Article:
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Self Managed Super Fund (SMSF) Article
Death benefits paid a pensions

By Tony Negline.

This article may be out of date.

14th September 2005

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Anyone who wants to provide adequately for their loved ones needs to know how the super and tax systems can help hinder their objectives.

In this article we will look at an example of a couple still many years away from retirement.

John and Kerrie Young have four primary school age children.  John is aged 40 and a successful architect.  Kerrie is 41 and runs the house and also helps in John's office.

Their home mortgage, credit card debt and margin loan total about $600,000.  Their current lifestyle costs them $80,000 after-tax.  Like most younger Australian families the income just covers the outgoing expenses.

John is the main bread winner, so his income earning capacity has to be protected.  Unfortunately many people also foolishly ignore what might happen financially if Kerrie were to die or become permanently disabled.

The Young's decide that John's life should be insured for $1.5 million and Kerrie's life for $500,000.

If John died and the life insurance was in his John's super fund, how should it be paid?  Lets assume that in John's super fund he currently has an account balance of $100,000.  Of this amount $10,000 are undeducted contributions.  Therefore on his death, his super fund trustee would have to distribute $1.6 million.  John doesn't have a Transitional RBL.

Most super fund trust deeds allow a death benefit to be paid as a lump sum.  Under normal tax law,  if a super fund death benefit is paid as a lump sum, it is assessed against the deceased's pension RBL.  If that death benefit is paid to Kerrie or any of their children – or is paid to them via John's estate – then the benefits will be paid tax-free for the first $1,297,886 which is John's pension RBL this year.  The balance (excluding the undeducted contributions) will be taxed at 48.5%.

This means that the $1.6m lump sum death benefit would be reduced by $141,680 tax, leaving a net benefit of $1,458,320.

On the face of it, this doesn't seem like such a bad outcome.  The $600,000 of debt could be extinguished leaving more $850,000 to provide the family's income needs.  Is this a sufficient amount for the longer-term?  If John died, Kerrie would need $55,000 income (which is less than their current income needs because they no longer have to feed and clothe John or pay off the mortgage and other interest costs).  If Kerrie could invest this money and earn $62,000 income per year income (that is about 7.3% return) then she could keep her current lifestyle after paying income tax and receiving the Family Tax Benefit.  This is a fairly high level of income to earn each year from investments and therefore the Young's should either increase the amount of insurance or find a better way.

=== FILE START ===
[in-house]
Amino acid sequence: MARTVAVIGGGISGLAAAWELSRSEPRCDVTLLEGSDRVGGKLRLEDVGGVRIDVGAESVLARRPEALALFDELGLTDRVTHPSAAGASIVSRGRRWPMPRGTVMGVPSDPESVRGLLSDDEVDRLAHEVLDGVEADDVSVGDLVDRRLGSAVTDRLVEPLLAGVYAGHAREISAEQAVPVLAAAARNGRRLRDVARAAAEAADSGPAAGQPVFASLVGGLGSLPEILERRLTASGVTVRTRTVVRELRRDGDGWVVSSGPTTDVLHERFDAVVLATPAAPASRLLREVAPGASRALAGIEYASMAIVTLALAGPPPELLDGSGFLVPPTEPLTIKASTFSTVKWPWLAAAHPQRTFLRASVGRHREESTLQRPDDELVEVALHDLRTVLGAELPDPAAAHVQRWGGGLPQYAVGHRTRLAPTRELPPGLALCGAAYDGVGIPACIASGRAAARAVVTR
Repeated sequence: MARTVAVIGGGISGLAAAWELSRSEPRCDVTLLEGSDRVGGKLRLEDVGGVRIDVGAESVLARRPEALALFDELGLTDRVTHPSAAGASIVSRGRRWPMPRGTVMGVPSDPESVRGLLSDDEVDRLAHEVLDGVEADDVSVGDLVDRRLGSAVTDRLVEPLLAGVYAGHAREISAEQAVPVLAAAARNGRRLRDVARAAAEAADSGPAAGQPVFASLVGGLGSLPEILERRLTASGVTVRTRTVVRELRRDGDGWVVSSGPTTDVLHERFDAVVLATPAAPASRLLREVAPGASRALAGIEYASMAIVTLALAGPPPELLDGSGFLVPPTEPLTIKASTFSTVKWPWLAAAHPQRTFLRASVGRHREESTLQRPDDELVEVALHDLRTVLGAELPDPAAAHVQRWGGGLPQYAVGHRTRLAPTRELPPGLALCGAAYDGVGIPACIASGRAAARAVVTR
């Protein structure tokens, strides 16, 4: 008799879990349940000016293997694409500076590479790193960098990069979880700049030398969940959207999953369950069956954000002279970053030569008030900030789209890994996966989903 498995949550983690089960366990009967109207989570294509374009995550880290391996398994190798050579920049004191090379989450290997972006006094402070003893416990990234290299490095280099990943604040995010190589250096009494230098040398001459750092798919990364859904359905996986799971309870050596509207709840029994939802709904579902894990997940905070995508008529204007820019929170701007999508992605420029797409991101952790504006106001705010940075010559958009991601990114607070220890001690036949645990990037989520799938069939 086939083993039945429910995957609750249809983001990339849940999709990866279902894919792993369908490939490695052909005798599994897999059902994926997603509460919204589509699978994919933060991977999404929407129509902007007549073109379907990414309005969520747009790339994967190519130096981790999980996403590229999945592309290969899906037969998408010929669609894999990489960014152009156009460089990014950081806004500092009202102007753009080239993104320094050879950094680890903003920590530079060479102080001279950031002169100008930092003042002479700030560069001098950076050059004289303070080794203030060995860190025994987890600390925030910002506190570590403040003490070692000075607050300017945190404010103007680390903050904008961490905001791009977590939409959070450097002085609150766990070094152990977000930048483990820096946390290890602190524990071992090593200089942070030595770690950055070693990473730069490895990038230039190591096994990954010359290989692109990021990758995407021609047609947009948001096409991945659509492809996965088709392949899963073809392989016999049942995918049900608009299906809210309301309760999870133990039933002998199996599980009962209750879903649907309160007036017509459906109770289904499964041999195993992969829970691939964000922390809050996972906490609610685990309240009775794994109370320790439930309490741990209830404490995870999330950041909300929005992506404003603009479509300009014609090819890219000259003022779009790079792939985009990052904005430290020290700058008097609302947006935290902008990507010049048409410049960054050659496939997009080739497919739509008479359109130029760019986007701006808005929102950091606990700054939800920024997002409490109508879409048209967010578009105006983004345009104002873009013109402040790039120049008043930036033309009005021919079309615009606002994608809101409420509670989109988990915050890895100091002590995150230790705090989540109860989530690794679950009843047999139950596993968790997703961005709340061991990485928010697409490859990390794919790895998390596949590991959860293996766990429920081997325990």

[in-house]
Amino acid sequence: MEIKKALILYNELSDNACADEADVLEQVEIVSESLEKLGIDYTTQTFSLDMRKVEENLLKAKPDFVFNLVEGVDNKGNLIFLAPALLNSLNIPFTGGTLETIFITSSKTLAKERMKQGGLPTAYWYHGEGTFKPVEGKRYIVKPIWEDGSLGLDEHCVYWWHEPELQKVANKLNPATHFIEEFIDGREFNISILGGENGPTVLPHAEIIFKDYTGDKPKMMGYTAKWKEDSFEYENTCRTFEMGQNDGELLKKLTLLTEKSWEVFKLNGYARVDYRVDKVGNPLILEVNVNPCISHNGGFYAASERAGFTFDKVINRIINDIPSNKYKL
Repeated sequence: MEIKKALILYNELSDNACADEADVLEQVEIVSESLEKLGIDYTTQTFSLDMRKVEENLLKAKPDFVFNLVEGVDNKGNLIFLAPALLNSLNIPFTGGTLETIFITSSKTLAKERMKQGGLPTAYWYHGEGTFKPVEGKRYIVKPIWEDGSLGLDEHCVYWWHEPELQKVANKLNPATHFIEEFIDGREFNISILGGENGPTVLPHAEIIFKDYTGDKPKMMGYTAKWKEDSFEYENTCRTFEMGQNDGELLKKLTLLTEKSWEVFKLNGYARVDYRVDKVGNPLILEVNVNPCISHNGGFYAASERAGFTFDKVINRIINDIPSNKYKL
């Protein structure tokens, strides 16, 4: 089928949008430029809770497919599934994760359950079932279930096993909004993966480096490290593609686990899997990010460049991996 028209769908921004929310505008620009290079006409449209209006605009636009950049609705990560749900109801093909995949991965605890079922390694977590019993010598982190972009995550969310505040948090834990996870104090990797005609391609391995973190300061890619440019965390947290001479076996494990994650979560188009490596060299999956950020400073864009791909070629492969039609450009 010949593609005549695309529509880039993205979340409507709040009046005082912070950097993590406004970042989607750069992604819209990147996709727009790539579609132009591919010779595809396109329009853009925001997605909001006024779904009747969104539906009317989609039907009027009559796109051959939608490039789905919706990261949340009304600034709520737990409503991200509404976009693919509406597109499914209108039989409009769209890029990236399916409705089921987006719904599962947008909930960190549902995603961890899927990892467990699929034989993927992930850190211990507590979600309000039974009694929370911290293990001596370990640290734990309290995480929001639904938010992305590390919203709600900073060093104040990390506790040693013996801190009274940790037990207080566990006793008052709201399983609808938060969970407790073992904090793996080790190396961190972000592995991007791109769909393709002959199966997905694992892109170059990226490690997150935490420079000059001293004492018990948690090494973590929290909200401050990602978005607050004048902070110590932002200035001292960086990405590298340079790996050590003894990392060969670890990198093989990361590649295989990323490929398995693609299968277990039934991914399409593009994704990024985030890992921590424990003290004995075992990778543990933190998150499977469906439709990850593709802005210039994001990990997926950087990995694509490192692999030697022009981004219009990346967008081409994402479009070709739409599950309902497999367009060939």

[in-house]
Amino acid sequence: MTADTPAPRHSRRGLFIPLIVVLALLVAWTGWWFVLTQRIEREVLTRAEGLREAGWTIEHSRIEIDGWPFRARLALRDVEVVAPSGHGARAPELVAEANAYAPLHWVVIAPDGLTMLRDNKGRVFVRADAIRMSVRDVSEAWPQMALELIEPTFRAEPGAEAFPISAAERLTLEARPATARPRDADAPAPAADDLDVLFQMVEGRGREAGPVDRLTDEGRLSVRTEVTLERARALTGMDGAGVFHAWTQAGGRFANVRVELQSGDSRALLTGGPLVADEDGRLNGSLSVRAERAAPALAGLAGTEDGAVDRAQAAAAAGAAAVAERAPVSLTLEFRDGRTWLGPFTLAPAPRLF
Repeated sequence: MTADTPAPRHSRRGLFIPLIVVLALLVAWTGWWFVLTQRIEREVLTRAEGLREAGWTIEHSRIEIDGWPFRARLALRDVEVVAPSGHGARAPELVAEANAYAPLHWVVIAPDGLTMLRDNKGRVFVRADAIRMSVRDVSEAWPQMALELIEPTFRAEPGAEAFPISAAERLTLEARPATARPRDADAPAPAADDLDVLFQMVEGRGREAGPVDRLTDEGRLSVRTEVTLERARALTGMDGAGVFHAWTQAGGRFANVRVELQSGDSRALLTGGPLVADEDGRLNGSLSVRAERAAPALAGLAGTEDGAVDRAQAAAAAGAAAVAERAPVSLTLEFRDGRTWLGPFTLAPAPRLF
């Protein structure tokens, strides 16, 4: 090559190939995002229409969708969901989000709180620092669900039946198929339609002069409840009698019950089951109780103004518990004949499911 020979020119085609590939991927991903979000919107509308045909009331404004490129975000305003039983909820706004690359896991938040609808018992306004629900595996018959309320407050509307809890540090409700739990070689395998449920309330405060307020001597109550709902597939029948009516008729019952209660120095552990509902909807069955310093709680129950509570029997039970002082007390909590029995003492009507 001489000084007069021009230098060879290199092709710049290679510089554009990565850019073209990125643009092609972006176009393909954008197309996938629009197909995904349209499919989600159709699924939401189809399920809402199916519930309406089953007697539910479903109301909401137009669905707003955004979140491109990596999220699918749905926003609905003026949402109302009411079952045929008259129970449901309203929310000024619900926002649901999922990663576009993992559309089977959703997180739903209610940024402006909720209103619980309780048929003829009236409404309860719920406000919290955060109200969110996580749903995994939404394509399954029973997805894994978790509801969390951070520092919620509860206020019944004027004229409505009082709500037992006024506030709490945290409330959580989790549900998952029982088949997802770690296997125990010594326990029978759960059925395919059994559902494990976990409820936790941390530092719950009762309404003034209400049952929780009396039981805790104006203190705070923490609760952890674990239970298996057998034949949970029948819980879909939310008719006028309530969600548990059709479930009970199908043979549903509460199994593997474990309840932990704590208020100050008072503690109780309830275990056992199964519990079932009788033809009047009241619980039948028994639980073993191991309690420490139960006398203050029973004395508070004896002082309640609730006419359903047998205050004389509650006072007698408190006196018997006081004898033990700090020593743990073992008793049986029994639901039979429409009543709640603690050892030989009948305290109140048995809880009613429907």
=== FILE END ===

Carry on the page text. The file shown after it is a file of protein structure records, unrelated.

We could pay a lump sum to Kerrie of $600,000 tax-free.  This could be used to pay off the outstanding debt.  We still have $1 million to allocate.

Some super fund trust deeds would allow us to pay Kerrie a pension.  If Kerrie and John have a SMSF then we can only pay her either a Term Allocated Pension (TAP) or an Allocated Pension (AP).  (We might like to pay her a lifetime pension but the super laws currently don't allow it.)

Whichever pension we select, it will be assessed against Kerrie's RBL.  If she takes an AP it will be assessed against her reduced lump sum RBL of $421,820 ($648,946 reduced by 2.5% for each year she is under 55).  This would generate a large excess benefit.  Alternatively we could give her a TAP which would be assessed against her pension RBL which is not reduced if the taxpayer is under 55 which means she would not have an excess benefit.  In event Kerrie is young and by taking super benefits now she is jeopardizing her retirement planning.

Alternatively we could give the children pensions.  Because the children are under 18 the pensions are not counted against anyone's RBL.  Lets assume we give each children an allocated pension of $250,000.  They must be paid an income between $8,750 and $25,000.

Under normal tax laws, children are taxed very heavily but these rules don't apply to death benefit pensions.  In fact, the children would be eligible for a 15% rebate on each pension payment.  Based on current tax law they can be paid $25,000 without paying any tax.

Any income paid to the children from the pensions must only be used for their care and not for anyone else.  Perhaps in this case, the children could be paid $10,000 each with a smaller initial lump sum.  Kerrie would need another $15,000 income to bring the family income up to the required $55,000.  Kerrie either needs to take a larger lump sum and invest it outside of super or alternatively has to take a death benefit pension even though it will effect her retirement.  However if Kerrie and John have a SMSF and the children are receiving death benefit allocated pensions then the fund will already have four members.  Kerrie cannot be a pensioner member as well.  How should this membership limitation be handled?

Overall the super route has offered a better result because of the tax efficiencies available.  As always careful number crunching is necessary to work out the best solution.

Whilst the children are under 18, Kerrie would have to act as trustee on their behalf.  But as each of them turns 18 they must become a trustee.  Allocated Pensions can be commuted at anytime so how do you stop young adults getting their hands on any remaining lump sum?  This is a tricky issue which we will deal with in another column.

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